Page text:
Five tips for taking fantastic photos of Christmas lights

Downtown Madison, NJ decorated for Christmas. Shot at 5 p.m. on a cloudy day with a 3-second exposure on a tripod. Photo by Dan Landau.

The Christmas season is upon us, which means Christmas light displays are popping up everywhere. While Christmas light-festooned houses and trees look beautiful, they can be tricky to photograph. Follow these tips, courtesy of Dan Landau — photographer and Fairleigh Dickinson University PR assistant — and take your holiday photos to the next level:

Shoot in the right light

During daylight Christmas lights don’t stand out to us, but cameras see things differently than our eyes do. At this time of year, the sun sets around 4:30 in the afternoon, meaning that it is usually fully dark by 6 p.m. The best time to photograph Christmas lights is just after sunset — think dusk, not dark.

The sweet spot is when it is dark enough for the Christmas lights to “pop” in the photo, yet still light enough for the sky to turn a beautiful blue. Depending on the weather conditions, this time is roughly about 5–5:30 p.m.

Take your time

Literally, take your time. To adequately capture Christmas lights, you will need to use a long exposure time (perhaps up to 1 second). 

If you’re feeling adventurous, try out the camera’s manual or shutter-priority modes (usually called “M” and “S,” respectively) and experiment with long shutter speeds (1/4 second, 1/2 second, 1 second, etc).  If your camera doesn’t have a have a manual mode, look for a “night exposure” or “low light” mode.

Support is key

Because you will be using a long exposure, “camera-shake” will be a big obstacle if you don’t have anything to support your camera and keep it still. Half a second may not sound like a long time to hold your camera steady, but even the smallest movement of your hands will make for blurry photos. The best way to deal with this is to set up a tripod for your camera. If you don’t have a tripod, rest the camera on the roof of your car, or brace it against something solid.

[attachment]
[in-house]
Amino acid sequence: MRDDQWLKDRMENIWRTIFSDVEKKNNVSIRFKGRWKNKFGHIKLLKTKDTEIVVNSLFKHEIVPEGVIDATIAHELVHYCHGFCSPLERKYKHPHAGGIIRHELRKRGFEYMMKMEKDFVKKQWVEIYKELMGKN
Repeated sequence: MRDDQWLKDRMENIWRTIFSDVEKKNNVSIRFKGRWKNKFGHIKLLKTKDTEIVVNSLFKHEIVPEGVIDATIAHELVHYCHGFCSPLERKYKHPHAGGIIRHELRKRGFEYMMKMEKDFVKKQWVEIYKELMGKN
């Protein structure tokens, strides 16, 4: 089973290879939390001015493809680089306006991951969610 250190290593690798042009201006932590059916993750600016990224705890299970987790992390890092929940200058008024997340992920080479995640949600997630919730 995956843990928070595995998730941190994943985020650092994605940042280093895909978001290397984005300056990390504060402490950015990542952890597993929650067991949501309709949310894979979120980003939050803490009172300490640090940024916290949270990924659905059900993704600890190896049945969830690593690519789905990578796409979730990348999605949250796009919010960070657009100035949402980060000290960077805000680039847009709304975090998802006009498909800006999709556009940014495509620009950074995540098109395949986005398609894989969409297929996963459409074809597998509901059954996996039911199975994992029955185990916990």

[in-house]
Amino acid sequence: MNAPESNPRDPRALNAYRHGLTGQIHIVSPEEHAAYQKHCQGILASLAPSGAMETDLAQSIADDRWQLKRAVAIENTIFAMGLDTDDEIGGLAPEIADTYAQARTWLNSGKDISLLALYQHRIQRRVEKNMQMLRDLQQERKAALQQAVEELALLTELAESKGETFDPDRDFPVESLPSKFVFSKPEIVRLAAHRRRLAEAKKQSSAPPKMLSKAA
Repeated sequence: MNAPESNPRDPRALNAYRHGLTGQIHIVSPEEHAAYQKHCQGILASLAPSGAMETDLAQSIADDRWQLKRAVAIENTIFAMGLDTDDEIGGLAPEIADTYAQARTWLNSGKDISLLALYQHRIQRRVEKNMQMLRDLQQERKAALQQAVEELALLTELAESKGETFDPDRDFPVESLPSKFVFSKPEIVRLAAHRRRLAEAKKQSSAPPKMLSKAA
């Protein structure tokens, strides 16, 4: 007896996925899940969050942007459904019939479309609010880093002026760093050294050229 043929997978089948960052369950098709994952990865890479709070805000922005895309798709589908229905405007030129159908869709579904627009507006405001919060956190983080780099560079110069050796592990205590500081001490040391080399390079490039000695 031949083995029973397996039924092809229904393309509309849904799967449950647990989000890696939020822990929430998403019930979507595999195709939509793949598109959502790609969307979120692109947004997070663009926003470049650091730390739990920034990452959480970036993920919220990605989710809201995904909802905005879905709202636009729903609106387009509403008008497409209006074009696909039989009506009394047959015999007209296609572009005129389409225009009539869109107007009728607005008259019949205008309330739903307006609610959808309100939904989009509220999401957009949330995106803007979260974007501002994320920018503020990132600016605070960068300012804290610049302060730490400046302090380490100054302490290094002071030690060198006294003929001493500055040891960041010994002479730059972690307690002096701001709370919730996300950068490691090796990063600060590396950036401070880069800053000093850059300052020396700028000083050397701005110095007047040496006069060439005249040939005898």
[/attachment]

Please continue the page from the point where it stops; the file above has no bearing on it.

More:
Don’t be a flasher

Turn off your camera’s flash. The flash will light up the foreground and turn the background into an infinite darkness. Instead, use the long exposure techniques listed above and the photo’s foreground and background will look beautifully exposed and balanced.

Keep on clicking

Zeros and ones are free, so take a lot of pictures. Some of them are bound to be blurry or otherwise imperfect, so when you think you’re finished, take a couple more just to make sure you have a good photo.

After you’ve taken your photos, don’t forget to enjoy the pretty lights yourself!

These tips work on indoor Christmas light displays just as well as outdoor ones, as this photo of the Christmas tree in Hennessy Hall shows. Photo by W. Scott Giglio.

Feature Story from the FDU Newsroom

FDU Office of Public Relations

   (Metropolitan Campus Office)
Dickinson Hall, Room 3365, H-DH3-1, Teaneck, NJ 07666

Dina Schipper,
Director of Public Relations
Fax: 201-692-7019

Kenna Caprio,
Communications Writer
Fax: 201-692-7019

Helen Grill,
Senior General Clerk
Fax: 201-692-7019

FDU Office of Public Relations

   (College at Florham Office)
East Cottage, Second Floor, M-EC2-01, Madison, NJ 08450

Scott Giglio,
Assistant Director of Public Relations
Fax: 973-443-8671

Daniel Landau,
Public Relations Assistant
Fax: 973-443-8671